It’s no secret that GM has doubled down on a turbocharged future for its products and the 2018 Chevrolet Equinox is the latest example of this recent trend. Unlike its predecessor, all three of its engines are motivated by turbochargers, and all of them are four cylinders (diesel included.) The 2.0 liter turbocharged four cylinder in our tester is the spiritual successor to the old 3.0 liter V6, and while its 250 horsepower does give up ground to the old V6’s 306 horsepower, the turbocharger helps the engine have more low end grunt and it allows the Equinox to be surprisingly energetic in freeway driving as well as stoplight sprints. However, the transmission is geared towards fuel economy and as a result the nine speed in our tester sometimes had a tendency to climb for higher gears versus staying in lower gears when accelerating. Annoyingly, the 2018 Equinox still does not have a proper manual shift mode, with GM engineers still clinging to a toggle style switch instead of a formal manual gate for do it yourself shifting.

Our 2017 Equinox is powered by the 2.4 liter four cylinder engine which is mirrored in its entry level role by the 1.5 liter turbocharged four cylinder. Like before, the turbocharged four gives up some ground to its predecessor (170 vs 184) but its 203 lb-ft of torque is higher than two of its key rivals the Honda CR-V and the Ford Escape which make 24 lb-ft less. Meanwhile the Toyota Rav4 and Nissan Rogue make similar power, but lower torque that comes from naturally aspirated four cylinder engines. Unlike the 2.0 liter four cylinder, the 1.5 liter is actually hampered by its fuel conscious six speed automatic gearbox, and as a result, we would actually pick the coarser sounding 2.4 liter liter over it in everyday driving situations. That’s mainly due to our older example having an easier way to turn the traction control on and off as well, as its better mid range punch.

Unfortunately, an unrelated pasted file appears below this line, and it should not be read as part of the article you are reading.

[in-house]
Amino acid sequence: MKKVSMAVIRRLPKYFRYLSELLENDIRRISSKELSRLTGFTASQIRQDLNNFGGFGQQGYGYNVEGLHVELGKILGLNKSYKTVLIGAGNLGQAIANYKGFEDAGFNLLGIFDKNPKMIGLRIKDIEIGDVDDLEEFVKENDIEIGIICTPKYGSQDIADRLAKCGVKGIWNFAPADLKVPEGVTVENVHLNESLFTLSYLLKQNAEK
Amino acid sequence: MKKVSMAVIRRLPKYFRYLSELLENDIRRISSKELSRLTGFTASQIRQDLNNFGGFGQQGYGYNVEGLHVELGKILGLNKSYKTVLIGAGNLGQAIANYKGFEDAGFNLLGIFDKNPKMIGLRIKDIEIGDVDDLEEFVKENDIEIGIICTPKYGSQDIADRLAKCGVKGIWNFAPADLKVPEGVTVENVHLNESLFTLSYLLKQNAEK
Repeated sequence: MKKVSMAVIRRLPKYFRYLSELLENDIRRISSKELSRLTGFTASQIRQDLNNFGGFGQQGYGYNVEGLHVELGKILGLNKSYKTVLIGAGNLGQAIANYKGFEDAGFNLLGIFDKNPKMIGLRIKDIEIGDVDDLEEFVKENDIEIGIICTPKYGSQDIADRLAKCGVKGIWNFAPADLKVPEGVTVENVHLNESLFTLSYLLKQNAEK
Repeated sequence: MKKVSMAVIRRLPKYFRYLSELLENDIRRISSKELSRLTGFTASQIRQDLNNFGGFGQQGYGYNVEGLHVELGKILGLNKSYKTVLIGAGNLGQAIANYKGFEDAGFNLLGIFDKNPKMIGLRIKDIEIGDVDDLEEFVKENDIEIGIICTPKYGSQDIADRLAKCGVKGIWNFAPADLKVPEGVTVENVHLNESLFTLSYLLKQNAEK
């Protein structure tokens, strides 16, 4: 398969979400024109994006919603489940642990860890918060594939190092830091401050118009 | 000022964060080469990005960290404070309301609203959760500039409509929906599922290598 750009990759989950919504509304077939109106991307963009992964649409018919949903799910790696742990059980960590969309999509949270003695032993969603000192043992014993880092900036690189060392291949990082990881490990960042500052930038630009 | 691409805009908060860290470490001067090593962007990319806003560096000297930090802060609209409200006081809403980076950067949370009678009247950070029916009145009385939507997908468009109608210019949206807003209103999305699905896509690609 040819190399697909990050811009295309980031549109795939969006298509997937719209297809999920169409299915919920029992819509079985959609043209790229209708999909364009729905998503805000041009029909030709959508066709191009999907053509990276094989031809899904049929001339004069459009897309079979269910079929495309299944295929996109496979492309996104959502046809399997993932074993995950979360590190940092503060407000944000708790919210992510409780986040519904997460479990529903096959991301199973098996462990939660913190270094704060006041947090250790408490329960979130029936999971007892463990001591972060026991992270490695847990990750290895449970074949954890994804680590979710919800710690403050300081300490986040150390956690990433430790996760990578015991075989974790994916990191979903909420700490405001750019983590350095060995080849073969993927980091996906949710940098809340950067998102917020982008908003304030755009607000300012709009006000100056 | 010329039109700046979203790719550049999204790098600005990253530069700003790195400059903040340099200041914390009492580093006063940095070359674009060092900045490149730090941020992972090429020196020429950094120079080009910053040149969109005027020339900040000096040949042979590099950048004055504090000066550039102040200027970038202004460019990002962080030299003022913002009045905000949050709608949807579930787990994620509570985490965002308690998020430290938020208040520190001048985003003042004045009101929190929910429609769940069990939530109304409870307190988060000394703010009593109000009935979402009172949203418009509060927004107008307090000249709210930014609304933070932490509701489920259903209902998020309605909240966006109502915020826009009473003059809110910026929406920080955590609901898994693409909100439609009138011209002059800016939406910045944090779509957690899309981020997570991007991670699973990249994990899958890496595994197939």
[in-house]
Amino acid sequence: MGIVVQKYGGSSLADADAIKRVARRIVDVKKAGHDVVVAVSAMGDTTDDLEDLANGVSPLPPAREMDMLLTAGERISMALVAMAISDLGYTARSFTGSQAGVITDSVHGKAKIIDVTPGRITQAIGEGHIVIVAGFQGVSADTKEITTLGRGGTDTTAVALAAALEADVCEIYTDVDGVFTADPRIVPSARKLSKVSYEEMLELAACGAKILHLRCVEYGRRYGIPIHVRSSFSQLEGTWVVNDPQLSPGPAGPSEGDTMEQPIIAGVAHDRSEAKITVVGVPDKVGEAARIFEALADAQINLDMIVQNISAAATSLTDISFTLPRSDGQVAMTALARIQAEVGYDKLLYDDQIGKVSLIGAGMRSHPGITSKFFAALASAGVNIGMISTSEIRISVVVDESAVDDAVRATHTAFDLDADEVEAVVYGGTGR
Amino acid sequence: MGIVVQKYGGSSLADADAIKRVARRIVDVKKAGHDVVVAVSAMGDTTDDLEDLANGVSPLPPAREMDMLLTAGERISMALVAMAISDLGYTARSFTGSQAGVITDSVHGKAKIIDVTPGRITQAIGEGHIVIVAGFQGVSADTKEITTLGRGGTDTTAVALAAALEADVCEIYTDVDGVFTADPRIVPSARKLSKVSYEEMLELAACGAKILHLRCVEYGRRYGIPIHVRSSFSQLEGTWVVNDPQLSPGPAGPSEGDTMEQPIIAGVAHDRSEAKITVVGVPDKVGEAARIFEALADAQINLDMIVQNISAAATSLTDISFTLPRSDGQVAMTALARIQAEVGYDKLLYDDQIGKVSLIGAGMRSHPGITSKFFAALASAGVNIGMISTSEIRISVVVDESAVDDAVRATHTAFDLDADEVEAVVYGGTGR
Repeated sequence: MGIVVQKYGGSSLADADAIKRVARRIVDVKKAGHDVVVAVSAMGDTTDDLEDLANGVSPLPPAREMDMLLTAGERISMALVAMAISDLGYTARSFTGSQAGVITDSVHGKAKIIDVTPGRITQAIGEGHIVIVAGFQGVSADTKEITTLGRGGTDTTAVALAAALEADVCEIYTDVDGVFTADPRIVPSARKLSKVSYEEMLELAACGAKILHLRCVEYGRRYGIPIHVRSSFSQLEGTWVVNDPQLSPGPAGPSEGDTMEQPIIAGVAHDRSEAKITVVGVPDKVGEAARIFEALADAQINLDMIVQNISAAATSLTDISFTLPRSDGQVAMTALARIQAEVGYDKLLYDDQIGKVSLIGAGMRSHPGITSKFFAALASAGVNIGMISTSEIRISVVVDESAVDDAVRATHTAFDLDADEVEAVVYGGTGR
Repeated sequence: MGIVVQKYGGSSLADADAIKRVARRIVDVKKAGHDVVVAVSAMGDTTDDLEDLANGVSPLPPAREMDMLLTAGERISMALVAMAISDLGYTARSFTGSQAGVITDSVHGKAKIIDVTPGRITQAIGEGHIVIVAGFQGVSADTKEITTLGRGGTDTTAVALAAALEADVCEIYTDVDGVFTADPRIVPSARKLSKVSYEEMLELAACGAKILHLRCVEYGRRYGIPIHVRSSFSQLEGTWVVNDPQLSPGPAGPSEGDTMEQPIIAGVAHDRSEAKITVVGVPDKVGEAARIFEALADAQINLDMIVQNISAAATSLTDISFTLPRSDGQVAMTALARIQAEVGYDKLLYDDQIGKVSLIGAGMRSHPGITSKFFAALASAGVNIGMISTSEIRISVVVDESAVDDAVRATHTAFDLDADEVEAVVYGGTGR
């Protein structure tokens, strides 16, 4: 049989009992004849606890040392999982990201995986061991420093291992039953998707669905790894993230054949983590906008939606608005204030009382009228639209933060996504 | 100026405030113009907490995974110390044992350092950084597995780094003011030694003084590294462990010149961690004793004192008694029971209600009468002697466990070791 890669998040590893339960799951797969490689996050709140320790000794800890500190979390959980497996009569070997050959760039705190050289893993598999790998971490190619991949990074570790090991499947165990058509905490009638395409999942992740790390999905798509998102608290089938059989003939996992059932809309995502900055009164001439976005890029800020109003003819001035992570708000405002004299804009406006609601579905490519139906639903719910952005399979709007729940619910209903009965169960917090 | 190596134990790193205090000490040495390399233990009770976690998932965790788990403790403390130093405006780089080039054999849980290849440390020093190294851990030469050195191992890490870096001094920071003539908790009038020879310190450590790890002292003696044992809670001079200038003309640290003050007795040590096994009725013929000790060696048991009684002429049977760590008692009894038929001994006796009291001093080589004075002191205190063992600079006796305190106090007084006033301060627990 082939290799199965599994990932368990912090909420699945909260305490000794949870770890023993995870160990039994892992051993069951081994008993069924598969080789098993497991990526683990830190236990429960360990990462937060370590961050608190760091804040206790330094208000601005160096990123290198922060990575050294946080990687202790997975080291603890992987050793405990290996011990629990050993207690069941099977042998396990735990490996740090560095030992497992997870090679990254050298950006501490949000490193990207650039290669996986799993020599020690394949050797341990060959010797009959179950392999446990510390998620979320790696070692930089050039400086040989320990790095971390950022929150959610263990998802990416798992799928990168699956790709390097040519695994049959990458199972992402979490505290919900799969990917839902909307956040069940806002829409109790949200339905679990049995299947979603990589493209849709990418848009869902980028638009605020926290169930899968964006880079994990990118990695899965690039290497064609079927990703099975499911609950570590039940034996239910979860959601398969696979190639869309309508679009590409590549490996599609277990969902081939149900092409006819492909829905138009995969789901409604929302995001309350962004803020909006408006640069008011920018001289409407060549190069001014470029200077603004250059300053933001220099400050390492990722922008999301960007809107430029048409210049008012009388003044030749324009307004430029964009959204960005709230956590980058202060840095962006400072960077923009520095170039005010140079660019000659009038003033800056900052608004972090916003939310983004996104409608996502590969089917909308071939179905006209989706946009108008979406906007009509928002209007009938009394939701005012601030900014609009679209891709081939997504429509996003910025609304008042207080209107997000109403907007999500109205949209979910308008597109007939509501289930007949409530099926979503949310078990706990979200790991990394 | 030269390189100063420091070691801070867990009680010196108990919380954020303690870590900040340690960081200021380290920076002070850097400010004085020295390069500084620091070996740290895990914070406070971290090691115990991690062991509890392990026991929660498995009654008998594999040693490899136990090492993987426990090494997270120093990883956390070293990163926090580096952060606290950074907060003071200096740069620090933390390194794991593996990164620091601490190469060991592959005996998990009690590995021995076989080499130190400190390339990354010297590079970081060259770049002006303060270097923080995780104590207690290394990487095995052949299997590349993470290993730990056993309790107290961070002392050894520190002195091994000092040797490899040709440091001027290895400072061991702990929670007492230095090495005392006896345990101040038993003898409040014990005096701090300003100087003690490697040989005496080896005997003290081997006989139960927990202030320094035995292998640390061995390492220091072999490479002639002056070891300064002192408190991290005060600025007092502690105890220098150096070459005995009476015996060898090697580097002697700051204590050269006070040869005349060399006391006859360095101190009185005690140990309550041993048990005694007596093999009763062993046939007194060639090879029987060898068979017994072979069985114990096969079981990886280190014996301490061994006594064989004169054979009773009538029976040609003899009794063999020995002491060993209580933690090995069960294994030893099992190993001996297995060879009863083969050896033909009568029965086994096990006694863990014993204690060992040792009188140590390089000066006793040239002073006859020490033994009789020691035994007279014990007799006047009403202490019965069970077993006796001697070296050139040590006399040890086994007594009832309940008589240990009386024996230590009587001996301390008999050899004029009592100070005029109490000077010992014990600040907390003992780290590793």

Buyers looking for good value here will be pleased to know that the Equinox’s pricing ladder did not stray too far away from what was seen in 2017, with the base LS model starting at $24,575 with LT models starting at $27,745 and $30,290 for the LT 2.0 liter. Step up to the range topping Premier model, and you will not only be rewarded with more equipment, but also a $31,785 base price, with 2.0 liter models like our tester starting at a slightly higher $34,580. Our green hued tester had a final MSRP of $39,680 thanks to its $2,620 Sun Sound & Navigation package, as well as the $1,895 Confidence & Convenience II Package. This pricing puts it in prime contention with the Toyota Rav4, Honda CR-V, as well as the Nissan Rouge, and while we think the Equinox needs a bit more polish before it can truly claim the gold, it does do a good job of picking up where its predecessor left off.

On that note, which version is indeed the best? The answer to that question entirely depends on what kind of family hauler you need. If you want the latest in technology, fuel economy, and styling look no further than the 2018 Equinox. But if your willing to embrace a budget focused alternative that can still be an excellent all rounder even in the pre-owned vehicle market, then give the 2017 Equinox and its take on practicality a closer look.